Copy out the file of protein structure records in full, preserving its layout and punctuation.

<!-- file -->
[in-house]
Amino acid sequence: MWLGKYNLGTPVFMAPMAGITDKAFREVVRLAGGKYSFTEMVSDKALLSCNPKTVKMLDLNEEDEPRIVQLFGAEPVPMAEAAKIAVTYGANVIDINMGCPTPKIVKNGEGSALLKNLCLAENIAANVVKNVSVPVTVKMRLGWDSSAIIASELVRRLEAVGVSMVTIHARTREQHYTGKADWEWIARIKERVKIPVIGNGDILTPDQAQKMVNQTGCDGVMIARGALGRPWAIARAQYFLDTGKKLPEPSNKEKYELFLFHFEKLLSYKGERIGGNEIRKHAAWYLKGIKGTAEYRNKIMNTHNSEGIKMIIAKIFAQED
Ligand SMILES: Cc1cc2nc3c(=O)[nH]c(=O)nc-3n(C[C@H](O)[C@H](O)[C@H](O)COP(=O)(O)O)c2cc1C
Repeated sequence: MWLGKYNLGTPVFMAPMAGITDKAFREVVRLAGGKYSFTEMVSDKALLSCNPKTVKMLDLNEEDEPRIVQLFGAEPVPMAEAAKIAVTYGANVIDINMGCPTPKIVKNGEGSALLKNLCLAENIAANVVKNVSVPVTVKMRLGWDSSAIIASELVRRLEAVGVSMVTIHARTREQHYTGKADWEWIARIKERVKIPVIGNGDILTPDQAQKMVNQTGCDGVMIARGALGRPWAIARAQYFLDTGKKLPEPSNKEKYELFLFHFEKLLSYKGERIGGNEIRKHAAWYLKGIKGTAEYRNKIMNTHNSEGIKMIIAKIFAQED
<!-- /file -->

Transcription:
[in-house]
Amino acid sequence: MWLGKYNLGTPVFMAPMAGITDKAFREVVRLAGGKYSFTEMVSDKALLSCNPKTVKMLDLNEEDEPRIVQLFGAEPVPMAEAAKIAVTYGANVIDINMGCPTPKIVKNGEGSALLKNLCLAENIAANVVKNVSVPVTVKMRLGWDSSAIIASELVRRLEAVGVSMVTIHARTREQHYTGKADWEWIARIKERVKIPVIGNGDILTPDQAQKMVNQTGCDGVMIARGALGRPWAIARAQYFLDTGKKLPEPSNKEKYELFLFHFEKLLSYKGERIGGNEIRKHAAWYLKGIKGTAEYRNKIMNTHNSEGIKMIIAKIFAQED
Ligand SMILES: Cc1cc2nc3c(=O)[nH]c(=O)nc-3n(C[C@H](O)[C@H](O)[C@H](O)COP(=O)(O)O)c2cc1C
Repeated sequence: MWLGKYNLGTPVFMAPMAGITDKAFREVVRLAGGKYSFTEMVSDKALLSCNPKTVKMLDLNEEDEPRIVQLFGAEPVPMAEAAKIAVTYGANVIDINMGCPTPKIVKNGEGSALLKNLCLAENIAANVVKNVSVPVTVKMRLGWDSSAIIASELVRRLEAVGVSMVTIHARTREQHYTGKADWEWIARIKERVKIPVIGNGDILTPDQAQKMVNQTGCDGVMIARGALGRPWAIARAQYFLDTGKKLPEPSNKEKYELFLFHFEKLLSYKGERIGGNEIRKHAAWYLKGIKGTAEYRNKIMNTHNSEGIKMIIAKIFAQED